Vikki S. Stamm, Kearney, and Jerad A. Murphy, of Stamm, Romero & Associates, P.C., L.L.O., for appellant. Kent M. Smith and Michael J. Lunn, of Scheldrup, Blades, Schrock & Smith, P.C., for appellees.
Vikki S. Stamm, Kearney, and Jerad A. Murphy, of Stamm, Romero & Associates, P.C., L.L.O., for appellant.
Kent M. Smith and Michael J. Lunn, of Scheldrup, Blades, Schrock & Smith, P.C., for appellees.
Heavican, C.J., Miller-Lerman, Cassel, Stacy, Funke, Papik, and Freudenberg, JJ.
NATURE OF CASE
The employee appeals from an award of the Nebraska Workers' Compensation Court. The issues presented concern the employee's member impairment rating, whether an injured extremity caused a whole body impairment, the sufficiency of the evidence to prove out-of-pocket medical expenses and future medical expenses, whether a physician assistant is a "physician" for the purpose of admitting signed written reports in lieu of testimony, whether there was no reasonable controversy as to the compensability of the injury such that greater waiting-time penalties should have been imposed, the compensation court's jurisdiction to decide retaliatory discharge or a private disability insurer's right to reimbursement, the necessity of vocational rehabilitation, and the amount of attorney fees. We affirm.
John J. Bower worked for Eaton Corporation (Eaton) as a relief operator. Bower earned approximately $19 per hour and worked approximately 56 hours per week. On September 30, 2013, Bower injured his right shoulder in an accident arising out of and in the course of his employment.
Bower reported the incident to his supervisor that same day, but continued working until the end of his shift. Bower woke up the following morning with "the sharpest pain I've ever ... felt before." He saw his general physician, Dr. Chadd Murray. An x ray did not reveal an injury.
When nonsurgical treatments did not alleviate continuing symptoms, Bower was referred to Dr. Heber Crockett, an orthopedic surgeon, for treatment of his injury. Magnetic resonance imaging on November 25, 2013, revealed a moderate partial rotator cuff tear.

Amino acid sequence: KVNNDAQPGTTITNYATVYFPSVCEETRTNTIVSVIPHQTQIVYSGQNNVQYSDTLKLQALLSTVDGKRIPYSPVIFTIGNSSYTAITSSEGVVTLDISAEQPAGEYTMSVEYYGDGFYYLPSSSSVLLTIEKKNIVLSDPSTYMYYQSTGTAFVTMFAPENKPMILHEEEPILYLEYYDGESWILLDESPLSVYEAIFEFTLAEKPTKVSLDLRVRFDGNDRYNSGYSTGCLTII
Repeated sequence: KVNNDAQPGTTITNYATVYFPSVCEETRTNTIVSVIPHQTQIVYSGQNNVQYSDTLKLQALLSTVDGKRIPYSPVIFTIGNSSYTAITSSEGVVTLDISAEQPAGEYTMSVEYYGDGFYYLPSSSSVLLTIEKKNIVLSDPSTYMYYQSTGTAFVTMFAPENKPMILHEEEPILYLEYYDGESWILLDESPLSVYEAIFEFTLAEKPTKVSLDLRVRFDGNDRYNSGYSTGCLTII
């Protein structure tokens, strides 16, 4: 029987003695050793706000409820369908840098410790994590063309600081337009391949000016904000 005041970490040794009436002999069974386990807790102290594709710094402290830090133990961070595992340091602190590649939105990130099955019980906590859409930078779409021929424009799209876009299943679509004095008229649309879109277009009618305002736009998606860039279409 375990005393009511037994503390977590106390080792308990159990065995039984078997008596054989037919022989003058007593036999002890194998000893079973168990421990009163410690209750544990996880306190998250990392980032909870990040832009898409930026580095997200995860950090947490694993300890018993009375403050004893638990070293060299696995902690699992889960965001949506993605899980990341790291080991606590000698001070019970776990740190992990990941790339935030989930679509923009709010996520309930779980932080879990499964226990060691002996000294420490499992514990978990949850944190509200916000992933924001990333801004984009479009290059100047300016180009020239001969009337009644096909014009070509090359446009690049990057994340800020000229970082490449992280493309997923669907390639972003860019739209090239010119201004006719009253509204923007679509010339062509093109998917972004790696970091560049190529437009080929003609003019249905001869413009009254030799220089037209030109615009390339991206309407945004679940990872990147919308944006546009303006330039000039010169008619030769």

Over the course of the next 3 years, the injury was treated with medication, steroid injections, physical therapy, and four surgical procedures. The surgical procedures were performed on February 4 and May 20, 2014, and March 17 and December 22, 2015. During this time, Eaton did not acknowledge that the injury was work related and did not pay workers' compensation benefits.
Bower filed a workers' compensation claim on February 24, 2015. Bower reached maximum medical improvement on June 6, 2016, during the pendency of the workers' compensation proceedings. He submitted to an independent medical examination on July 7, conducted by Dr. Michael Morrison, an orthopedic surgeon.
Morrison opined that Bower suffered from a permanent 12-percent impairment of his right upper extremity as a result of the September 2013 injury. After receiving Morrison's report, Eaton determined that Bower had incurred a work-related injury on September 30, 2013. Eaton determined that the February and May 2014 and March 2015 surgical procedures were compensable. But Eaton determined that the December 2015 surgery was not compensable.
On August 12, 2016, Eaton paid Bower temporary total disability benefits representing the periods from February 4 until July 17, 2014, and March 17 until August 16, 2015, in a total amount of $33,073.72. Eaton also paid on August 12, 2016, $19,718.91 in permanent partial disability benefits based on Morrison's assessment of a 12-percent permanent impairment of Bower's right upper extremity.